Aliqopa (copanlisib) is an injectable medicine being developed by Bayer. The U.S Food and Drug Administration (FDA) recently granted Aliqopa accelerated approval to treat adults with relapsed follicular lymphoma who have received at least two prior treatments known as systemic therapies.
How Aliqopa works
Follicular lymphoma is a slow-growing, non-Hodgkin type of lymphoma that originates in the B-cells at the lymph nodes. B-cells are a type of immune system cells that are responsible for combating infections or threats against the body through the production of antibodies.
In patients with follicular lymphoma, the cancer often comes back even after multiple treatments, with the rate and duration of the response usually decreasing with each therapy.
Aliqopa is a kinase inhibitor. It works by inhibiting the phosphatidylinositol-3-kinases (PI3Ks), PI3K-alpha and PI3K-delta, present in cancerous B-cells. The PI3K pathway is involved in cell growth, survival, and metabolism, and its dysregulation plays an important role in follicular lymphoma. By blocking PI3Ks pathway, Aliqopa inhibits tumor cell growth and survival.
Aliqopa in clinical trials
The safety and effectiveness of Aliqopa monotherapy were evaluated in a Phase 1 study (NCT02155582) in patients with advanced solid tumors or non-Hodgkin’s lymphoma (NHL). The trial’s results showed that Aliqopa was well-tolerated and demonstrated encouraging antitumor activity.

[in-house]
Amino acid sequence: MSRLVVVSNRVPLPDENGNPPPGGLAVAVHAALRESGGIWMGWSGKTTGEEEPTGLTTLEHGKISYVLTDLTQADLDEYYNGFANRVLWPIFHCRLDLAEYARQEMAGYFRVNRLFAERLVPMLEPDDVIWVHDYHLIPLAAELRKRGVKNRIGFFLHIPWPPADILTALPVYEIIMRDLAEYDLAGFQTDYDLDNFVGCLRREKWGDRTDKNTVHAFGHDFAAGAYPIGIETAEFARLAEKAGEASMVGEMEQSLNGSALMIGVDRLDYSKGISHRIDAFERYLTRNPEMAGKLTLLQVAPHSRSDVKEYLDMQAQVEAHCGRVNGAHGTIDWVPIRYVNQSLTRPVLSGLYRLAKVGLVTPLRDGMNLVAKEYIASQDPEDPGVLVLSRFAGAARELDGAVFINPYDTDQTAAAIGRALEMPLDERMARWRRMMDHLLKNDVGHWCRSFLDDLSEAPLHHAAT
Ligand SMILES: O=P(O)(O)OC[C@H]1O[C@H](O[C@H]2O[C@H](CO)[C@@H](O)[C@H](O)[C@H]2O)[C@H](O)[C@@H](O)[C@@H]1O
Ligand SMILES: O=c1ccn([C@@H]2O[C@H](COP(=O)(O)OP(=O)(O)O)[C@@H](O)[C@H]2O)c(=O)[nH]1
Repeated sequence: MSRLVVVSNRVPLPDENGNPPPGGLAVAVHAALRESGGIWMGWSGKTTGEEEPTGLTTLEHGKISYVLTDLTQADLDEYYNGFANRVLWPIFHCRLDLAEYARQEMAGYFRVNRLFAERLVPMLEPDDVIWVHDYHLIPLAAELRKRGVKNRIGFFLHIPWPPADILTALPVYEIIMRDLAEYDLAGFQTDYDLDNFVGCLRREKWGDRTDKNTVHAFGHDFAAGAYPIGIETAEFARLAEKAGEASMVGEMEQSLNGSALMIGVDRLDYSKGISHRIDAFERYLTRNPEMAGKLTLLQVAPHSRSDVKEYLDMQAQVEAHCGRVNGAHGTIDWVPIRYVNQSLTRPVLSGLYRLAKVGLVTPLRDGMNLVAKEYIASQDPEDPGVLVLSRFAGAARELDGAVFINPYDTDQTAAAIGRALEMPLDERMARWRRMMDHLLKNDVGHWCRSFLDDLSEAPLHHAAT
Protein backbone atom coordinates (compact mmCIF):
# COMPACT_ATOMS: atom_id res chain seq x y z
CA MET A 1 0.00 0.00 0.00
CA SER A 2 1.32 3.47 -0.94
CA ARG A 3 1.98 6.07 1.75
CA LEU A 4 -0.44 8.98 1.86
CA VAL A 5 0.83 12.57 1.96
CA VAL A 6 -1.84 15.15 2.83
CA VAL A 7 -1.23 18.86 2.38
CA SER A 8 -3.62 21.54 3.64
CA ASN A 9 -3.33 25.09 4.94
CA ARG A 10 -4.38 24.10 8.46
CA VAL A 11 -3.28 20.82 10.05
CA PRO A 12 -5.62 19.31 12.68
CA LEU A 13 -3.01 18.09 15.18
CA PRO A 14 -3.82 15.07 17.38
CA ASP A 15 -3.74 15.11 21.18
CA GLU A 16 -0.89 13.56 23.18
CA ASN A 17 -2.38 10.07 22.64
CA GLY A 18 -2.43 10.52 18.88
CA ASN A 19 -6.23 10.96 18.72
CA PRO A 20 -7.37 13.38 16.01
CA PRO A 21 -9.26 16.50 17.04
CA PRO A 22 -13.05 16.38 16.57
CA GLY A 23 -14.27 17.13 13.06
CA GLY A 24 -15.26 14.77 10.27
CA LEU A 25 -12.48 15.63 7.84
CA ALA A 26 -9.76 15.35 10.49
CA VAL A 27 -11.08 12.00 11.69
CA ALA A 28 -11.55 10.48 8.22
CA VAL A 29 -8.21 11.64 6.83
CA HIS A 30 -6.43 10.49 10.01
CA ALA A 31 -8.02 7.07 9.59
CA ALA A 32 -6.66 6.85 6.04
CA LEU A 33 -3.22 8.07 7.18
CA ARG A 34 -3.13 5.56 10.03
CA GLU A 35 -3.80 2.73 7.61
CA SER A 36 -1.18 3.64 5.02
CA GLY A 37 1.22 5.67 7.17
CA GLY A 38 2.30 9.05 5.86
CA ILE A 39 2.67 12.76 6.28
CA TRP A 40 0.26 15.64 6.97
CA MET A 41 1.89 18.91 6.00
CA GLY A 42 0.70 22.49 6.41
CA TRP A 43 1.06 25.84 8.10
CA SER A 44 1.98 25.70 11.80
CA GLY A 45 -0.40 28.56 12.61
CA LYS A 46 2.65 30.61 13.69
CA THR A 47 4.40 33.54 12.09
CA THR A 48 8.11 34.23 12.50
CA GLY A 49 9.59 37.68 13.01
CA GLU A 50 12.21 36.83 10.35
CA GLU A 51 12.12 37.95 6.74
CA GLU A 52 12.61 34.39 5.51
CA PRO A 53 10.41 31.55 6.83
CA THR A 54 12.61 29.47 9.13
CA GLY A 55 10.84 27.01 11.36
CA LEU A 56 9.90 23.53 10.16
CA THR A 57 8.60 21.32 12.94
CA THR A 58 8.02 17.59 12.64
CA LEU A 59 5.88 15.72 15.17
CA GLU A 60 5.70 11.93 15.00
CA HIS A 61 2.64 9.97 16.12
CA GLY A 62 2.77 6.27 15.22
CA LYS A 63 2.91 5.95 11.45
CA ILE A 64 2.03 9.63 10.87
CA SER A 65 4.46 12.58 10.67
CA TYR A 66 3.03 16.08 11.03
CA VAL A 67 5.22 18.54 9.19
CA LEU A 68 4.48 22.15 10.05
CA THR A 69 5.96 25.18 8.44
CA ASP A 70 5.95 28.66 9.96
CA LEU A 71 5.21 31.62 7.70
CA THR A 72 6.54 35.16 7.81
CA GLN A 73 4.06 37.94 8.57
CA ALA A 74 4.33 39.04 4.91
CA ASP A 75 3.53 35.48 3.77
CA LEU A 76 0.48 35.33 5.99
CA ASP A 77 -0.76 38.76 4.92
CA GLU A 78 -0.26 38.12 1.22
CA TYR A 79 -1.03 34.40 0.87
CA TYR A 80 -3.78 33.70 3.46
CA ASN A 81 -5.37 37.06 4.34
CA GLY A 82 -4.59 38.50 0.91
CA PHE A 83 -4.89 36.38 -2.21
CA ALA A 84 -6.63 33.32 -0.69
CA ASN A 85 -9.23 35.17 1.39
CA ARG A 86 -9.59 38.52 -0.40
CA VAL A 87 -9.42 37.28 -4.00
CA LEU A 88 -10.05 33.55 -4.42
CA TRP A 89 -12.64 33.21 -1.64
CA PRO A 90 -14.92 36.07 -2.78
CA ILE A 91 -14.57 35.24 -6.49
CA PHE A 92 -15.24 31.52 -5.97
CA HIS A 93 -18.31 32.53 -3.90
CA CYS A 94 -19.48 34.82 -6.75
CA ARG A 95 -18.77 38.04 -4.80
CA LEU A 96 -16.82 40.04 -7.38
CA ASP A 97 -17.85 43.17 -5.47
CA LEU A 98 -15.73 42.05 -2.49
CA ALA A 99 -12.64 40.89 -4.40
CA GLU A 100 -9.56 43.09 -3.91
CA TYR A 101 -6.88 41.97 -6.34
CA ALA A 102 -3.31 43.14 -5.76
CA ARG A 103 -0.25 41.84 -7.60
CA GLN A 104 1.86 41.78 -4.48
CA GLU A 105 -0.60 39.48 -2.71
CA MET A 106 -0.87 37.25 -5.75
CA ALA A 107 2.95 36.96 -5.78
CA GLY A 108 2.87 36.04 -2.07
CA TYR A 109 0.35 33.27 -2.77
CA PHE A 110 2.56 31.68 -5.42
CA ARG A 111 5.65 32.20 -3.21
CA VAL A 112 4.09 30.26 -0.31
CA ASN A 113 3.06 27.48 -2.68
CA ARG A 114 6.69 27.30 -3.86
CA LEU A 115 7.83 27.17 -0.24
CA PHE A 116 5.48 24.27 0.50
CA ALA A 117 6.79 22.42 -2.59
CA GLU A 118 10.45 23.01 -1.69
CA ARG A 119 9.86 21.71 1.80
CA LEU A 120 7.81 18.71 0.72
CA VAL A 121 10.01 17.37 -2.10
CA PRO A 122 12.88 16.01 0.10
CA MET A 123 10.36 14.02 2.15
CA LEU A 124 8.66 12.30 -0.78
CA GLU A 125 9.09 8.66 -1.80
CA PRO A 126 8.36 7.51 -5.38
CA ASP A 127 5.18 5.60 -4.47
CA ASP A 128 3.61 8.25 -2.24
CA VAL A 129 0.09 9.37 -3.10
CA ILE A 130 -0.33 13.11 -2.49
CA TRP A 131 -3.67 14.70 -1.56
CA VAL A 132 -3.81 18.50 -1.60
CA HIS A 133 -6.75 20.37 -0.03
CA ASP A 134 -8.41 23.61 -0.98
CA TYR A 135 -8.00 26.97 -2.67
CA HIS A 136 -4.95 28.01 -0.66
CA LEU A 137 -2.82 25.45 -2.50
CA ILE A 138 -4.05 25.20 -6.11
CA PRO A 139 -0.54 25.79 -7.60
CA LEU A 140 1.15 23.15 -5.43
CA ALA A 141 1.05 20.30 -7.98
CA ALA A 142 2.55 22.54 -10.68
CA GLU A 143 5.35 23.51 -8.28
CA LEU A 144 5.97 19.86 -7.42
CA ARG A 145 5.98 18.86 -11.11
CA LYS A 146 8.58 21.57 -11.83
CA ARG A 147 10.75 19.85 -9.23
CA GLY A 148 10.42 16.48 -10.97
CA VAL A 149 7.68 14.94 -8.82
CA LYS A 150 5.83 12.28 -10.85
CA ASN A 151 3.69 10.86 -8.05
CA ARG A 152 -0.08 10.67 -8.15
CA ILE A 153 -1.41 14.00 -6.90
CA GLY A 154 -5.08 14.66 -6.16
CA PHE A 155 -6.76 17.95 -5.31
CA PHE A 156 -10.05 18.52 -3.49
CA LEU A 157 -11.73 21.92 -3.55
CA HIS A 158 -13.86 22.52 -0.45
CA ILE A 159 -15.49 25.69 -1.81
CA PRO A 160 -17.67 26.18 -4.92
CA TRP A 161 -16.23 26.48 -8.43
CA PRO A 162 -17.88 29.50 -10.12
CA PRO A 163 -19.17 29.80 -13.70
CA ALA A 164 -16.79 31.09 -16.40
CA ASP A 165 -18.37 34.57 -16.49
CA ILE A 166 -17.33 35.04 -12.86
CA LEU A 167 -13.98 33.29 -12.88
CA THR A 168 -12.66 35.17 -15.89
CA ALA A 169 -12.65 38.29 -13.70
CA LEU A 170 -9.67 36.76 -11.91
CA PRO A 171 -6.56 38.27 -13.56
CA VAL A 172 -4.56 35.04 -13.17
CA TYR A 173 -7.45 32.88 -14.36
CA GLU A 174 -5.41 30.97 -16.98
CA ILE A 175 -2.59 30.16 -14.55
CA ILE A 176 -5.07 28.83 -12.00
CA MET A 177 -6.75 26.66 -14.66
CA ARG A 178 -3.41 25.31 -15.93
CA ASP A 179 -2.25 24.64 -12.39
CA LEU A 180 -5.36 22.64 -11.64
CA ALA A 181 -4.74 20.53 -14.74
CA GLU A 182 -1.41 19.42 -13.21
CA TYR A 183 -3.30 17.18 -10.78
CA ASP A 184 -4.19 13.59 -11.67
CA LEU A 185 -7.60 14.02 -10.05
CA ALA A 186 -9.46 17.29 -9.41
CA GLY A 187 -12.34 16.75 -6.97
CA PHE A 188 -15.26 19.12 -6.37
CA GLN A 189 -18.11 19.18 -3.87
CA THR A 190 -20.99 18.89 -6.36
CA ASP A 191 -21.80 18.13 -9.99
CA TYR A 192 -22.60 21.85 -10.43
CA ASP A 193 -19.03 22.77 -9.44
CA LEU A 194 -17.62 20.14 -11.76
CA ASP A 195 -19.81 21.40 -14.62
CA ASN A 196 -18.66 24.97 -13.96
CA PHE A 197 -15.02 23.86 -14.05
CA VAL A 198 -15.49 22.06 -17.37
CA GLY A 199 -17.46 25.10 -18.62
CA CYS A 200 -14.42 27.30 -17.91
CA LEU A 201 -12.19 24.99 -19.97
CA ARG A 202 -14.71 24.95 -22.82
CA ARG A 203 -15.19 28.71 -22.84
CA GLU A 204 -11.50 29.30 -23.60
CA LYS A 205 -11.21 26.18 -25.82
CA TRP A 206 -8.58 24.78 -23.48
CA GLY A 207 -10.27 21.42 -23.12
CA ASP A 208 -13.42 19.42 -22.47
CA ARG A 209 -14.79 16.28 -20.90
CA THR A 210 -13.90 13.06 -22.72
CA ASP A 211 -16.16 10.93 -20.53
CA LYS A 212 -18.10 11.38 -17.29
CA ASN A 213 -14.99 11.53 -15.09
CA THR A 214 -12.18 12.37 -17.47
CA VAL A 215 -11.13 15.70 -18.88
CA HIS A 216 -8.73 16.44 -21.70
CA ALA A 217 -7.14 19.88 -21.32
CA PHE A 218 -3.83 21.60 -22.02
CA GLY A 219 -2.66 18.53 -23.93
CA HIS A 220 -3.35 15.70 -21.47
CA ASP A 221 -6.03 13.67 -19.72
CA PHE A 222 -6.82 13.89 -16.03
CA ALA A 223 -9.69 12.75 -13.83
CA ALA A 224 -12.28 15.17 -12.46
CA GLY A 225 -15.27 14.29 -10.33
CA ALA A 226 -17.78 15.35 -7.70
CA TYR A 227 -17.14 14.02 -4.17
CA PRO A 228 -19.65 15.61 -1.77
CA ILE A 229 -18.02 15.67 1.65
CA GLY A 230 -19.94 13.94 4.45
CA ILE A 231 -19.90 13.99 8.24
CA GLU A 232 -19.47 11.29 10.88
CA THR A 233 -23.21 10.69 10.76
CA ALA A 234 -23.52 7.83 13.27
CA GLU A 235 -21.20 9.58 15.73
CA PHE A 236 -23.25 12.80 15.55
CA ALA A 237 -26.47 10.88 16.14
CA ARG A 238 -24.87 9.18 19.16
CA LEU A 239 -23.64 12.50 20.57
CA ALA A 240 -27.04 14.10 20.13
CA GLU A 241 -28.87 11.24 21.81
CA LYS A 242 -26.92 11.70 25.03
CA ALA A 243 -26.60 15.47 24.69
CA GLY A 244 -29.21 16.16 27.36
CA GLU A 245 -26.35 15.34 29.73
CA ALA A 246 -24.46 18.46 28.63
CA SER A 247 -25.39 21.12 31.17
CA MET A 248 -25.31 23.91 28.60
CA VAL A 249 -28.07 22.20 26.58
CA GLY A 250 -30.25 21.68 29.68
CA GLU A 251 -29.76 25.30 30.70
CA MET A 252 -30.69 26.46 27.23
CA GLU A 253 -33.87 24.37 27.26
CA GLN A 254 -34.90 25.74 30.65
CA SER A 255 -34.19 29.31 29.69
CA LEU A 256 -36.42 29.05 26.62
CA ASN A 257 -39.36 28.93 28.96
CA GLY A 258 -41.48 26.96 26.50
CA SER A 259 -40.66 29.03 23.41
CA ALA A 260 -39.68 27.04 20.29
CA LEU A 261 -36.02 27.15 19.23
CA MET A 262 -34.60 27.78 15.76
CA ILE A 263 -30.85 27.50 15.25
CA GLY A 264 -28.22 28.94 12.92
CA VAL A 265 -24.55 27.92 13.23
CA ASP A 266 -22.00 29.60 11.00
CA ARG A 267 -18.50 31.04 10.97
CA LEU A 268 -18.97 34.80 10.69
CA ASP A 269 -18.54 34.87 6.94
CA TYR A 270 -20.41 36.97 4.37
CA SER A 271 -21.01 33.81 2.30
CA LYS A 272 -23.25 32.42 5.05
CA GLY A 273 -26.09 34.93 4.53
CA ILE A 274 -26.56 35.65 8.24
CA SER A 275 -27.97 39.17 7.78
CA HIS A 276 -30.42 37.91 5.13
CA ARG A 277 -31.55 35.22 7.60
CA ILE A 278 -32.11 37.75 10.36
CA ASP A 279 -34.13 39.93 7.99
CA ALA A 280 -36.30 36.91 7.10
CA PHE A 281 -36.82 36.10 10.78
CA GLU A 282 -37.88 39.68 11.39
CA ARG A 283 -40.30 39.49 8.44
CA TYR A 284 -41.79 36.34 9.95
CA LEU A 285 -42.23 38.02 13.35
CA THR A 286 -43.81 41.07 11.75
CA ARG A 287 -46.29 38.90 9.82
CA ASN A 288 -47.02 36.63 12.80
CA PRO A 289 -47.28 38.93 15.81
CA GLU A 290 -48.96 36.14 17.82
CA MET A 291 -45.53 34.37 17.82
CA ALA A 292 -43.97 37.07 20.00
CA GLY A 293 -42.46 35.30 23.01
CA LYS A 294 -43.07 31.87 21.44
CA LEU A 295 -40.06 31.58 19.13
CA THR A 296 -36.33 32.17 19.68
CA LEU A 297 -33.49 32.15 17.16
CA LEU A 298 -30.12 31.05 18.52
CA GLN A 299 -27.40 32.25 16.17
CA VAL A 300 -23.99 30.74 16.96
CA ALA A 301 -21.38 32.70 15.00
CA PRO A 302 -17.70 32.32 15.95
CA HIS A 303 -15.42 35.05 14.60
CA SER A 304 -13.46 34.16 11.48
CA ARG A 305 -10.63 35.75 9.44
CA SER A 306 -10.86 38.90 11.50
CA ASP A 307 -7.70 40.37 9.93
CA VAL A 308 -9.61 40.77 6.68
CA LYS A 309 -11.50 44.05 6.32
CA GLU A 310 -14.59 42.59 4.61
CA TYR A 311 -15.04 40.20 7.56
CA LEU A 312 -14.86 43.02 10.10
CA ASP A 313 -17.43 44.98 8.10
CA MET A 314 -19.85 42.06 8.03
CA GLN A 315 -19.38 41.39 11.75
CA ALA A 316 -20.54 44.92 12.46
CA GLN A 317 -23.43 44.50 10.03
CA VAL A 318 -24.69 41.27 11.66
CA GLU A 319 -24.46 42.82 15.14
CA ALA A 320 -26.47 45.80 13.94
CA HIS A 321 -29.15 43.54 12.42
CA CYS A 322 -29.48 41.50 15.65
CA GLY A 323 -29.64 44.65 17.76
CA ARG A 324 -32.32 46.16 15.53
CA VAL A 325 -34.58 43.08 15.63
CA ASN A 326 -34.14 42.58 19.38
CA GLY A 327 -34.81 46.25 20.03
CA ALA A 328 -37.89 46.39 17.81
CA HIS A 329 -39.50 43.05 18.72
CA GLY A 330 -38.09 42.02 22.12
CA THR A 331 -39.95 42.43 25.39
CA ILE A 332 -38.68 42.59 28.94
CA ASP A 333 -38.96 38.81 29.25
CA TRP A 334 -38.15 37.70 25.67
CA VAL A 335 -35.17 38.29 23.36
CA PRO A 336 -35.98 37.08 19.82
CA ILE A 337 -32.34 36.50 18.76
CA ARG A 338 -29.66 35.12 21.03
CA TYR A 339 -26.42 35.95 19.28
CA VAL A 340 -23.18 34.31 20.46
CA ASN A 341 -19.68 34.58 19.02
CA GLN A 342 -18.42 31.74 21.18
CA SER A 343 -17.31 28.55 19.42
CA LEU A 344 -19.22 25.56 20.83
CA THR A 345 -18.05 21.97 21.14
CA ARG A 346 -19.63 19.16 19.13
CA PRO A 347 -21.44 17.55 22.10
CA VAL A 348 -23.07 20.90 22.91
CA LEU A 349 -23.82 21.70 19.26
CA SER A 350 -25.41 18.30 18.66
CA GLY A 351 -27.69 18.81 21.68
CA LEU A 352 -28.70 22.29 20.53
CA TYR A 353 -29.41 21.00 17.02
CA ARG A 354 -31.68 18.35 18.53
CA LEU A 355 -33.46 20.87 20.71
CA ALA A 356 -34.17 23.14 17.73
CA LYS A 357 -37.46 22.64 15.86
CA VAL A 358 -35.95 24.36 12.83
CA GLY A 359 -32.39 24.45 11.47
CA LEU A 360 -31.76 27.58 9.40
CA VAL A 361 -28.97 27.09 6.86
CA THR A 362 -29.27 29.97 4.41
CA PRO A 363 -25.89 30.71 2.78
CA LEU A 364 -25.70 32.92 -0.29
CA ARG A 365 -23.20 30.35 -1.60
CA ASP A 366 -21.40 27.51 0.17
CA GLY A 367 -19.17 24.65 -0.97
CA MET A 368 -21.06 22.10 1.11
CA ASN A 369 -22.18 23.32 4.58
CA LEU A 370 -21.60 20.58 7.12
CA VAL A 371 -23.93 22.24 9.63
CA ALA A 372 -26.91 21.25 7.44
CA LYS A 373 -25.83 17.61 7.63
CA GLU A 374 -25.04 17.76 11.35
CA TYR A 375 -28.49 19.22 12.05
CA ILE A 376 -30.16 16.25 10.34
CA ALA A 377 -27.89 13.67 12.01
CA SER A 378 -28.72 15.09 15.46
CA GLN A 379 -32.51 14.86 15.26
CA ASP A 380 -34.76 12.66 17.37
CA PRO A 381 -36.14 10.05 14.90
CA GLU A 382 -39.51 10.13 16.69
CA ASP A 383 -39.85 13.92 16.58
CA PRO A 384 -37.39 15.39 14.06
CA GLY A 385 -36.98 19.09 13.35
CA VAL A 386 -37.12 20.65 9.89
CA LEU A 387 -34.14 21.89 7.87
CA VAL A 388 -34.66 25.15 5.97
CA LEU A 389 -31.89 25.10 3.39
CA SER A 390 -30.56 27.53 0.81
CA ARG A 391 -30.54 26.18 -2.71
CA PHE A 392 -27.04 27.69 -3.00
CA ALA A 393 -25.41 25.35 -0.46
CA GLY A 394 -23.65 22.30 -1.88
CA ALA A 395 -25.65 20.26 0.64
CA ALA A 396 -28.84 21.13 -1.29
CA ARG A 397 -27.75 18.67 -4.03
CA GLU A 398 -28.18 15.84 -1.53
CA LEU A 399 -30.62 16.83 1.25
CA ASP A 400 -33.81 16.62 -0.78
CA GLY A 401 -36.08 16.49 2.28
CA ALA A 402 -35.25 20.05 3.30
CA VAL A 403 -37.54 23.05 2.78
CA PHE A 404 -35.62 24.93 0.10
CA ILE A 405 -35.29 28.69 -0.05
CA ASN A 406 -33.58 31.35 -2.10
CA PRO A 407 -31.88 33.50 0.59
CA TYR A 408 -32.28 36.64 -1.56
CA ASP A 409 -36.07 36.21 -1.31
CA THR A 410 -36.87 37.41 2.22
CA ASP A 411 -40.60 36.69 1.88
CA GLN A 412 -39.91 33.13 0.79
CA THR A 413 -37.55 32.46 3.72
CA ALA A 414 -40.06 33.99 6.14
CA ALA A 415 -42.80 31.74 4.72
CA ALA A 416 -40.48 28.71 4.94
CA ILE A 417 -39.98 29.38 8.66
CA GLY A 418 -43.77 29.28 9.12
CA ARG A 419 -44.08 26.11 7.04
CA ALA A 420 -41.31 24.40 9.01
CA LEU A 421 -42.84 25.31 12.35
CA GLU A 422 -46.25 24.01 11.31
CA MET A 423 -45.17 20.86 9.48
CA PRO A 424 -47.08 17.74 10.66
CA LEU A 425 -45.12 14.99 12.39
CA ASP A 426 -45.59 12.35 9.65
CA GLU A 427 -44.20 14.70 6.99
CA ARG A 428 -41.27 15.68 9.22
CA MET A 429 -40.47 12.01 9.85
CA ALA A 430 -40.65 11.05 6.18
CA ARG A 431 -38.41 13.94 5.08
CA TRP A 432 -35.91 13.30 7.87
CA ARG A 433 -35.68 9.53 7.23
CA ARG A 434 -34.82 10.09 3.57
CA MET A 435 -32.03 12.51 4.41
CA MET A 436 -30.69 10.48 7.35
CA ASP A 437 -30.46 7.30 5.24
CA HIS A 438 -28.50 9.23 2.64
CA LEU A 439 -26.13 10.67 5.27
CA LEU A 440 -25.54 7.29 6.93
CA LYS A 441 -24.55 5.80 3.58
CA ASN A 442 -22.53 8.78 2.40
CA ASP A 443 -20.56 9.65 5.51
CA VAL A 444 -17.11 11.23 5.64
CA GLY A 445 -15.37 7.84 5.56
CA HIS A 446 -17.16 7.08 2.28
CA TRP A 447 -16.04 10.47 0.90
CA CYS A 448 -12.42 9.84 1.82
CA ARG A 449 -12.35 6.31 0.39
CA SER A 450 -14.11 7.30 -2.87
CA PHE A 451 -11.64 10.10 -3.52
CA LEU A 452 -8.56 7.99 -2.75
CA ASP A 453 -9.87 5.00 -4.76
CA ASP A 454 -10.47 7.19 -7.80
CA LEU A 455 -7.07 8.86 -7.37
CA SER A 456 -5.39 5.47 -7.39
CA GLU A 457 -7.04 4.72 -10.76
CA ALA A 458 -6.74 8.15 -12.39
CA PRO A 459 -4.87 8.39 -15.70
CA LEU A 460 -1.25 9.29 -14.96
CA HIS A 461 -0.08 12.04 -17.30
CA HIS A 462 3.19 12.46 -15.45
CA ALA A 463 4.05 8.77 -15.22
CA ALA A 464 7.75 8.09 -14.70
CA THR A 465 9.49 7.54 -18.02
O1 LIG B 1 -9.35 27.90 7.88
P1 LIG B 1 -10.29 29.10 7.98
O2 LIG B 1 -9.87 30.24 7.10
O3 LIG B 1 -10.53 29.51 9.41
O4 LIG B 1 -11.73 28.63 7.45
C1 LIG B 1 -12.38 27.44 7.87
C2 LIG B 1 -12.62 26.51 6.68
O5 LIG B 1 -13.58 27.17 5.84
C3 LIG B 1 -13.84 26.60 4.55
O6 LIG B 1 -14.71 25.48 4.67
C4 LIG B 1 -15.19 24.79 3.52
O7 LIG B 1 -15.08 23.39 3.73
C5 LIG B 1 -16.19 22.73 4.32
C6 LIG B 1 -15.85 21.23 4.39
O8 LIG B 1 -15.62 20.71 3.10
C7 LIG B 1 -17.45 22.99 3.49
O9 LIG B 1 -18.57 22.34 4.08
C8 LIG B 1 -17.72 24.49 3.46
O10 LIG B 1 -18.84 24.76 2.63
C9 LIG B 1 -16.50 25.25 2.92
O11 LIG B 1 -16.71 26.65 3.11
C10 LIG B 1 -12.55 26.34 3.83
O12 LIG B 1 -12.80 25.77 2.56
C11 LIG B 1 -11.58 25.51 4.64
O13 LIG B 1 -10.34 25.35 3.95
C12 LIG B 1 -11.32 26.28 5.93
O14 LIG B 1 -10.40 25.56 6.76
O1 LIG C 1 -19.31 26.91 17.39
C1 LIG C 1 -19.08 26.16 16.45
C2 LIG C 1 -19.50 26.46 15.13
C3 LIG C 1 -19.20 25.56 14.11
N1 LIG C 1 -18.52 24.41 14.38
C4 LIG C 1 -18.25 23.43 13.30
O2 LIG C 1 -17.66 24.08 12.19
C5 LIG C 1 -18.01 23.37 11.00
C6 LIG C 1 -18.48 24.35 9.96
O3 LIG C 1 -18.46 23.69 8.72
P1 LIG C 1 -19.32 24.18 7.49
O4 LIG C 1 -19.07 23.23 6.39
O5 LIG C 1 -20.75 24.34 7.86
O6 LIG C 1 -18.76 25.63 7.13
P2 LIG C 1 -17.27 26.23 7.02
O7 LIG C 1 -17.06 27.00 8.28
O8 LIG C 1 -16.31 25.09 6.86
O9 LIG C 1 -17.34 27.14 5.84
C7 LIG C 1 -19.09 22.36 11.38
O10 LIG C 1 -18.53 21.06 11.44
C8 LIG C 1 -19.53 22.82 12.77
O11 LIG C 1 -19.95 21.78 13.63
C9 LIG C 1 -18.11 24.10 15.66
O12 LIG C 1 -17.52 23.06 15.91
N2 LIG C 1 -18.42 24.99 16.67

The FDA based its approval of Aliqopa on data from the Phase 2 CHRONOS-1 trial (NCT01660451) designed to evaluate the efficacy and safety of the drug in people with follicular B-cell NHL who had relapsed disease following at least two prior systemic therapies. The trial measured the number of patients who experienced complete or partial shrinkage of their tumors after treatment (overall response rate). The results showed that 59 percent of patients had a complete or partial response for a median 12.2 months, having a favorable impact in the treatment of disease-related symptoms.
Bayer is currently performing a Phase 3 trial (NCT02369016) called CHRONOS-2 to confirm the benefits of Aliqopa in patients with follicular and other types of B-cell indolent NHL who are refractory to treatment with Rituxan (rituximab).
In addition, two Phase 3 studies, CHRONOS-3 (NCT02367040) and CHRONOS-4 (NCT02626455), are currently recruiting patients to examine Aliqopa in combination with other cancer therapies to treat further NHL.
Apart from NHL, Aliqopa is also being evaluated in a Phase 1 trial (NCT02705859) to treat breast cancer, as well as a Phase 1/2 trial (NCT02822482) to treat head and neck carcinomas. Both studies are now recruiting patients.
While the drug is considered safe, it does cause some adverse effects. The most common of these are nausea, high blood sugar and blood pressure, decreased general strength and energy, diarrhea, and lower urinary tract infections, in addition to the typical treatment-related loss of white blood cells and platelets.
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